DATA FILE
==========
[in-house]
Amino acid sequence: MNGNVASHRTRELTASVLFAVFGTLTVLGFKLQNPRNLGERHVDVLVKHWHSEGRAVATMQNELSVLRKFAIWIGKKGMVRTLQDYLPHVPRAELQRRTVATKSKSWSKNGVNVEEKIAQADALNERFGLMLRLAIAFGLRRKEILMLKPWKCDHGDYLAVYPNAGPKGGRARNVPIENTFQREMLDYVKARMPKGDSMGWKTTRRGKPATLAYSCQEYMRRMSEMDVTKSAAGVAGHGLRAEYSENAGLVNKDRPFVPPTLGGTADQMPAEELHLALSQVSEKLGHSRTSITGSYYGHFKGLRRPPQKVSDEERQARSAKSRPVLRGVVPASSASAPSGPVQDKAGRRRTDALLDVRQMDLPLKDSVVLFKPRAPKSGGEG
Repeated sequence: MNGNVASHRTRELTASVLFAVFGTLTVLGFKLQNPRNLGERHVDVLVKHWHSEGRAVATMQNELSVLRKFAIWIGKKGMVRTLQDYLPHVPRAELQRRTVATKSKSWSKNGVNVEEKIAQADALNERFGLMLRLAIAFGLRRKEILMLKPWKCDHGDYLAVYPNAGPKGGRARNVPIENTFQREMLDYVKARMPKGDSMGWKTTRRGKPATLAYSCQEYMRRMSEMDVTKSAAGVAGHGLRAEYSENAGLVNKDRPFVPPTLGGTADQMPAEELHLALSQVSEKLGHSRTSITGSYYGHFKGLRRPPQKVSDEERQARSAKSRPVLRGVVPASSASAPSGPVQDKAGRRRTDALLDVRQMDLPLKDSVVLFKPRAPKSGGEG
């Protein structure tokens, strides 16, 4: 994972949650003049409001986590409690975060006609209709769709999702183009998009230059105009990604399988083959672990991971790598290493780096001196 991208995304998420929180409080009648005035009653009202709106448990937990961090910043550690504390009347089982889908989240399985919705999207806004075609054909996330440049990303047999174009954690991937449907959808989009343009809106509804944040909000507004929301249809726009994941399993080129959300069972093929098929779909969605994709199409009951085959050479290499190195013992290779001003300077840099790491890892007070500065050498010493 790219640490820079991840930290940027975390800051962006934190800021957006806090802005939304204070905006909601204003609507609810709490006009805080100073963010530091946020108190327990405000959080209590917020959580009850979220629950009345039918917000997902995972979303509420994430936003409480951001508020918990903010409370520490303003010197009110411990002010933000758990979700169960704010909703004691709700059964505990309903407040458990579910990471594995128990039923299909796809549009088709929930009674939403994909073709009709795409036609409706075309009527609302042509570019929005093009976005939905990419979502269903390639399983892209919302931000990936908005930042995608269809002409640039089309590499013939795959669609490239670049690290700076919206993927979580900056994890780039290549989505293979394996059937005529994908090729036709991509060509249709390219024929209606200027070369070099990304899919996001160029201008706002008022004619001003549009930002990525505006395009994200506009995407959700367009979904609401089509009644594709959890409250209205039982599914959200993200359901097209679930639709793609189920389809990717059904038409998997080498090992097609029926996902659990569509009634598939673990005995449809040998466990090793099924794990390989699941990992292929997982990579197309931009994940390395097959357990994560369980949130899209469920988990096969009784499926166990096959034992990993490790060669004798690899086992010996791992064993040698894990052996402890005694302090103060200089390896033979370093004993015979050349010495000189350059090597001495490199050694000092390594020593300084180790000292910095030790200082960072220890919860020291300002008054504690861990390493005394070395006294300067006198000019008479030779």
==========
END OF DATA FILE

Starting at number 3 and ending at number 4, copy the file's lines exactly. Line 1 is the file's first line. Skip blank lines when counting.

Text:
Repeated sequence: MNGNVASHRTRELTASVLFAVFGTLTVLGFKLQNPRNLGERHVDVLVKHWHSEGRAVATMQNELSVLRKFAIWIGKKGMVRTLQDYLPHVPRAELQRRTVATKSKSWSKNGVNVEEKIAQADALNERFGLMLRLAIAFGLRRKEILMLKPWKCDHGDYLAVYPNAGPKGGRARNVPIENTFQREMLDYVKARMPKGDSMGWKTTRRGKPATLAYSCQEYMRRMSEMDVTKSAAGVAGHGLRAEYSENAGLVNKDRPFVPPTLGGTADQMPAEELHLALSQVSEKLGHSRTSITGSYYGHFKGLRRPPQKVSDEERQARSAKSRPVLRGVVPASSASAPSGPVQDKAGRRRTDALLDVRQMDLPLKDSVVLFKPRAPKSGGEG
């Protein structure tokens, strides 16, 4: 994972949650003049409001986590409690975060006609209709769709999702183009998009230059105009990604399988083959672990991971790598290493780096001196 991208995304998420929180409080009648005035009653009202709106448990937990961090910043550690504390009347089982889908989240399985919705999207806004075609054909996330440049990303047999174009954690991937449907959808989009343009809106509804944040909000507004929301249809726009994941399993080129959300069972093929098929779909969605994709199409009951085959050479290499190195013992290779001003300077840099790491890892007070500065050498010493 790219640490820079991840930290940027975390800051962006934190800021957006806090802005939304204070905006909601204003609507609810709490006009805080100073963010530091946020108190327990405000959080209590917020959580009850979220629950009345039918917000997902995972979303509420994430936003409480951001508020918990903010409370520490303003010197009110411990002010933000758990979700169960704010909703004691709700059964505990309903407040458990579910990471594995128990039923299909796809549009088709929930009674939403994909073709009709795409036609409706075309009527609302042509570019929005093009976005939905990419979502269903390639399983892209919302931000990936908005930042995608269809002409640039089309590499013939795959669609490239670049690290700076919206993927979580900056994890780039290549989505293979394996059937005529994908090729036709991509060509249709390219024929209606200027070369070099990304899919996001160029201008706002008022004619001003549009930002990525505006395009994200506009995407959700367009979904609401089509009644594709959890409250209205039982599914959200993200359901097209679930639709793609189920389809990717059904038409998997080498090992097609029926996902659990569509009634598939673990005995449809040998466990090793099924794990390989699941990992292929997982990579197309931009994940390395097959357990994560369980949130899209469920988990096969009784499926166990096959034992990993490790060669004798690899086992010996791992064993040698894990052996402890005694302090103060200089390896033979370093004993015979050349010495000189350059090597001495490199050694000092390594020593300084180790000292910095030790200082960072220890919860020291300002008054504690861990390493005394070395006294300067006198000019008479030779």